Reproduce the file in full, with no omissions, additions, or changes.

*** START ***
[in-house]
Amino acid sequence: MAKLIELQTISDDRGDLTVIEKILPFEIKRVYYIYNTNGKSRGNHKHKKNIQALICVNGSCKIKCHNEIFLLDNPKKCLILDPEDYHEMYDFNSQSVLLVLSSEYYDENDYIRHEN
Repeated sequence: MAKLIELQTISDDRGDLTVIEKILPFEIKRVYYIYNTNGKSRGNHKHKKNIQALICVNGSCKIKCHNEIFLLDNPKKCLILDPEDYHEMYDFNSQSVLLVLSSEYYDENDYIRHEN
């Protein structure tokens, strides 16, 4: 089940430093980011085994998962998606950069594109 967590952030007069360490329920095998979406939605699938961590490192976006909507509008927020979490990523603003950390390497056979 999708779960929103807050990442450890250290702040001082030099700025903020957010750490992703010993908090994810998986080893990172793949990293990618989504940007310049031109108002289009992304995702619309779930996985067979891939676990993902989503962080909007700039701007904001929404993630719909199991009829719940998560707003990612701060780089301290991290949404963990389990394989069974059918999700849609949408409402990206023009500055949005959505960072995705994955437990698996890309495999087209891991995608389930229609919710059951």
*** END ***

[in-house]
Amino acid sequence: MAKLIELQTISDDRGDLTVIEKILPFEIKRVYYIYNTNGKSRGNHKHKKNIQALICVNGSCKIKCHNEIFLLDNPKKCLILDPEDYHEMYDFNSQSVLLVLSSEYYDENDYIRHEN
Repeated sequence: MAKLIELQTISDDRGDLTVIEKILPFEIKRVYYIYNTNGKSRGNHKHKKNIQALICVNGSCKIKCHNEIFLLDNPKKCLILDPEDYHEMYDFNSQSVLLVLSSEYYDENDYIRHEN
């Protein structure tokens, strides 16, 4: 089940430093980011085994998962998606950069594109 967590952030007069360490329920095998979406939605699938961590490192976006909507509008927020979490990523603003950390390497056979 999708779960929103807050990442450890250290702040001082030099700025903020957010750490992703010993908090994810998986080893990172793949990293990618989504940007310049031109108002289009992304995702619309779930996985067979891939676990993902989503962080909007700039701007904001929404993630719909199991009829719940998560707003990612701060780089301290991290949404963990389990394989069974059918999700849609949408409402990206023009500055949005959505960072995705994955437990698996890309495999087209891991995608389930229609919710059951």